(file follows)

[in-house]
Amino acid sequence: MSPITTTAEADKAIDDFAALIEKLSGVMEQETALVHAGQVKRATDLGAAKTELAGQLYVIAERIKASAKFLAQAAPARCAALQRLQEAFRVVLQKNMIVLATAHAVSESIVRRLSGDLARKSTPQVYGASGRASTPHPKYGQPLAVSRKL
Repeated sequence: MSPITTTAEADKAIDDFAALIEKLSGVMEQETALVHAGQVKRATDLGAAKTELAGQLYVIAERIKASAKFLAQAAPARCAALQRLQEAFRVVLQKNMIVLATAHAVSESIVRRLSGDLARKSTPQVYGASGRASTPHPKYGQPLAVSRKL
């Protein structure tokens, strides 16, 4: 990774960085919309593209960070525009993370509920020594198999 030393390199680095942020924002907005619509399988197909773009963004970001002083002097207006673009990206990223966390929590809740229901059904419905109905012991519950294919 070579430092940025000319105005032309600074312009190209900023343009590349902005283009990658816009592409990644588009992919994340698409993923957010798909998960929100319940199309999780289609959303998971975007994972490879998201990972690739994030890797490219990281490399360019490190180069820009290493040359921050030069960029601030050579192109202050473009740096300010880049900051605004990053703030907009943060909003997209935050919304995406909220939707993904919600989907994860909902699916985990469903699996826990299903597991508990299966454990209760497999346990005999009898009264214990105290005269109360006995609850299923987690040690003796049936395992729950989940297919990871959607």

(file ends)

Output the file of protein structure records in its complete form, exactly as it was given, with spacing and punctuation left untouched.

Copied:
[in-house]
Amino acid sequence: MSPITTTAEADKAIDDFAALIEKLSGVMEQETALVHAGQVKRATDLGAAKTELAGQLYVIAERIKASAKFLAQAAPARCAALQRLQEAFRVVLQKNMIVLATAHAVSESIVRRLSGDLARKSTPQVYGASGRASTPHPKYGQPLAVSRKL
Repeated sequence: MSPITTTAEADKAIDDFAALIEKLSGVMEQETALVHAGQVKRATDLGAAKTELAGQLYVIAERIKASAKFLAQAAPARCAALQRLQEAFRVVLQKNMIVLATAHAVSESIVRRLSGDLARKSTPQVYGASGRASTPHPKYGQPLAVSRKL
């Protein structure tokens, strides 16, 4: 990774960085919309593209960070525009993370509920020594198999 030393390199680095942020924002907005619509399988197909773009963004970001002083002097207006673009990206990223966390929590809740229901059904419905109905012991519950294919 070579430092940025000319105005032309600074312009190209900023343009590349902005283009990658816009592409990644588009992919994340698409993923957010798909998960929100319940199309999780289609959303998971975007994972490879998201990972690739994030890797490219990281490399360019490190180069820009290493040359921050030069960029601030050579192109202050473009740096300010880049900051605004990053703030907009943060909003997209935050919304995406909220939707993904919600989907994860909902699916985990469903699996826990299903597991508990299966454990209760497999346990005999009898009264214990105290005269109360006995609850299923987690040690003796049936395992729950989940297919990871959607």